Participants for the present study were randomly selected from the patients reporting to the Department of Prosthodontics and Crown and Bridge after obtaining an Ethical Clearance from the Institutional Ethical Committee. A total of 20 completely edentulous participants of either sex (18 males and 2 females) and age group ranging from 45 to 75 years (mean age 63.15 years) fulfilling the inclusion criteria, i.e., having good neuromuscular control, physical and mental health, and well-formed or moderately formed residual alveolar ridge with adequate interridge space were selected. Exclusion criteria included patients with temporomandibular disorders, severe residual ridge resorption, orofacial tumors and gross facial deformity, mucositis, radiation therapy, parafunctional habit, etc.
For the radiographic determination of HCG, one panoramic radiograph and a lateral cephalogram were made for each participant using a digital cephalostat (X-Mind Pano D+, Satelec, Acteon group, Thailand, Bangkok) following manufacturer's manual. To prevent the superimposition of the image of the condyle over the glenoid fossa in the radiograph, all the radiographs were made in an open mouth position using one standardized bite block. Two bite blocks were prepared from cold cure acrylic resin having a height of 20 mm (for robust or average build participants) and 16 mm (for short-built participants), respectively, as average interarch distance for edentulous participants varied between 16–20 mm as stated by Winkler [Figure 1].,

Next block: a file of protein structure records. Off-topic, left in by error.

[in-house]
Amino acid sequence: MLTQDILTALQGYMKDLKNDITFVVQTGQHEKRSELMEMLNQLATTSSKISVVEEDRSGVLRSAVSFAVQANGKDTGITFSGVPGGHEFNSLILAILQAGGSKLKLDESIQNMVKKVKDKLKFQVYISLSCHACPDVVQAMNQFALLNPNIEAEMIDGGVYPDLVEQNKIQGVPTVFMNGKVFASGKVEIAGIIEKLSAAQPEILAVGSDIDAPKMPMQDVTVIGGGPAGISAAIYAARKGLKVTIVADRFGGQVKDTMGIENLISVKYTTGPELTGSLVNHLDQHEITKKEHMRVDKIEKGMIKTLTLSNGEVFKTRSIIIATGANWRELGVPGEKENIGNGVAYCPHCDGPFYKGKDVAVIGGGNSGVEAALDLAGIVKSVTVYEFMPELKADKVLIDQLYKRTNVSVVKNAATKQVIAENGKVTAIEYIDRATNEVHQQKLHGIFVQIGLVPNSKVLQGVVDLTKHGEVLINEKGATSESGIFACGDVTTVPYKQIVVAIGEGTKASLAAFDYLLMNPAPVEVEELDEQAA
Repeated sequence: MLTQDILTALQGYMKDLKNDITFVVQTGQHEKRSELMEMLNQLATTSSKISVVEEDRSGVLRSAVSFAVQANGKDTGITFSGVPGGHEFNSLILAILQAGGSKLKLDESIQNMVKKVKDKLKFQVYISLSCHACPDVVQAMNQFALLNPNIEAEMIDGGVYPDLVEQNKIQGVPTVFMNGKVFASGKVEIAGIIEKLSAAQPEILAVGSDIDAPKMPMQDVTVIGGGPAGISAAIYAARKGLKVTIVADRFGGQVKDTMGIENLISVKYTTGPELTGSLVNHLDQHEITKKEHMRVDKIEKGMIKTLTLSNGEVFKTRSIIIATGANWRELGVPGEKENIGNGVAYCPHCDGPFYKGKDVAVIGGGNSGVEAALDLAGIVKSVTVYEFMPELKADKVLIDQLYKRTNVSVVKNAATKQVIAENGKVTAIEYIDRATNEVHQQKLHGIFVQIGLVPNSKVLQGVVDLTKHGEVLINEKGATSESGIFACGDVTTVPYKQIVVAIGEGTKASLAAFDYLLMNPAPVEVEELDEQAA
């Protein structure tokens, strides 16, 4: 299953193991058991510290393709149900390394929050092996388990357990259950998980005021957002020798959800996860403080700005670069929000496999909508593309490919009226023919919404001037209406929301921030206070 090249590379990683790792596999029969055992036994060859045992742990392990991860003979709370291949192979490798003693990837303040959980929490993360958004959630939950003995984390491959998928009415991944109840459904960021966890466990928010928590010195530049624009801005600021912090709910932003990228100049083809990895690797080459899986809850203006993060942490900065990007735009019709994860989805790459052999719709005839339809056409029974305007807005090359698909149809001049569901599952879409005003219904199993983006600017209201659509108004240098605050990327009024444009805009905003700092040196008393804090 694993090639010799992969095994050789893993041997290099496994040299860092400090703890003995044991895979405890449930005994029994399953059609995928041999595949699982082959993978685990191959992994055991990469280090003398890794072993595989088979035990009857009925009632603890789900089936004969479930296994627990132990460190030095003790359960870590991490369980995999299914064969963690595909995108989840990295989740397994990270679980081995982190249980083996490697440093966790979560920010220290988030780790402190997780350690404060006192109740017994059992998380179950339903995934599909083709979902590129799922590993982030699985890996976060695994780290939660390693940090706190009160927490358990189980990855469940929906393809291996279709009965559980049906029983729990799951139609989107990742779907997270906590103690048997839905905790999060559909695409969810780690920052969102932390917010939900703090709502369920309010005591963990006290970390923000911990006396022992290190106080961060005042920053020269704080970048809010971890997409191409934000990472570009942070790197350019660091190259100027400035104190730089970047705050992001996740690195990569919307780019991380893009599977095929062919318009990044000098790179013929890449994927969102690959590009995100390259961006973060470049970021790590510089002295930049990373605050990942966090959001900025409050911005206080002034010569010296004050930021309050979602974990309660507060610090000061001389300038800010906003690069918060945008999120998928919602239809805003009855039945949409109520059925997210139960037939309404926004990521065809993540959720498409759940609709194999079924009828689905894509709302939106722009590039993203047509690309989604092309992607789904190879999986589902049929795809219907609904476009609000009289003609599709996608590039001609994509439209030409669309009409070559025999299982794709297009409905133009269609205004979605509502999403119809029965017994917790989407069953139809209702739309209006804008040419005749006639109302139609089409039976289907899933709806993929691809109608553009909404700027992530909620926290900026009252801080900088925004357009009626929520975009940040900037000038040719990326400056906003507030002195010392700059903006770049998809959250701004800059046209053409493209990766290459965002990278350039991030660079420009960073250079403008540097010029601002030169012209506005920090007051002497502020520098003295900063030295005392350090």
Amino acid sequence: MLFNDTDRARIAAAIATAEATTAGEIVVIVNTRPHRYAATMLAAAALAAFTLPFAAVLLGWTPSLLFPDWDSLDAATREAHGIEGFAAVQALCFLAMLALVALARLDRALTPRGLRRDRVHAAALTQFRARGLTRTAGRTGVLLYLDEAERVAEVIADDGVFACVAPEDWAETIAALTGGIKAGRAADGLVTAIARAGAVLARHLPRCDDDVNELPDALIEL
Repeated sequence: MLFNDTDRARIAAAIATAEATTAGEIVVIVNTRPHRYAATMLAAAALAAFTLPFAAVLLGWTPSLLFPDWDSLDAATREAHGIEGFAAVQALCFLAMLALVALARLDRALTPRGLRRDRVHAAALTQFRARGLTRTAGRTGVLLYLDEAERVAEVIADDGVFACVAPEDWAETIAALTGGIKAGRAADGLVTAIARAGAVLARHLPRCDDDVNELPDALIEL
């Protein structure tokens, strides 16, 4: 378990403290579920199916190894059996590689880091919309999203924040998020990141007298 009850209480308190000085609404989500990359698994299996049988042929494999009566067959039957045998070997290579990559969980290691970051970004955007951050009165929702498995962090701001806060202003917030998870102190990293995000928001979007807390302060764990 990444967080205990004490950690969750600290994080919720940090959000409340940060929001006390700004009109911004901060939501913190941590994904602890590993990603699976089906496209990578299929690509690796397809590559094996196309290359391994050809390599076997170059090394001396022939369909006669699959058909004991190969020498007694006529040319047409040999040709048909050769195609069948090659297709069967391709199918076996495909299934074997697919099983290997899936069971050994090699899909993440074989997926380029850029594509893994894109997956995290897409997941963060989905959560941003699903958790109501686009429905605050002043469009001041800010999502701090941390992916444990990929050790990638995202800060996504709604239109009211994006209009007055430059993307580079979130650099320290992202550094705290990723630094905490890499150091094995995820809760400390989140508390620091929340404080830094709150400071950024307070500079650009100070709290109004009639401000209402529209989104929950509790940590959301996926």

|Figure 1: Radiographic tracing method horizontal condylar guidance determination. (a) Bite block 1 (40 mm × 15 mm × 20 mm) and Bite block 2 (40 mm × 15 mm × 16 mm). (b) Patient with bite block. (c) Orthopantomogram. (d) Lateral cephalogram. (e) Line diagram of cephalometric tracing of horizontal condylar guidance angle|
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Both the OPGs and lateral cephalograms were manually traced using the guidelines as given by Gilboa et al. The Frankfurt's horizontal plane (FH plane) was drawn by joining the “orbitale” (lowest point on the infraorbital margin of the orbit) and “porion” (highest point on the margin of the bony auditory meatus). The most superior point on the glenoid fossa and most inferior point of articular eminence were identified, and the mean curvature line was obtained by joining the two points. A third reference line passing through the same points was extended to intersect the Frankfurt's Horizontal Plane. This angle was measured with a protractor (B. Dayal and Co. Pvt. Ltd, Kolkata, India) and was considered as HCG angle [Figure 1].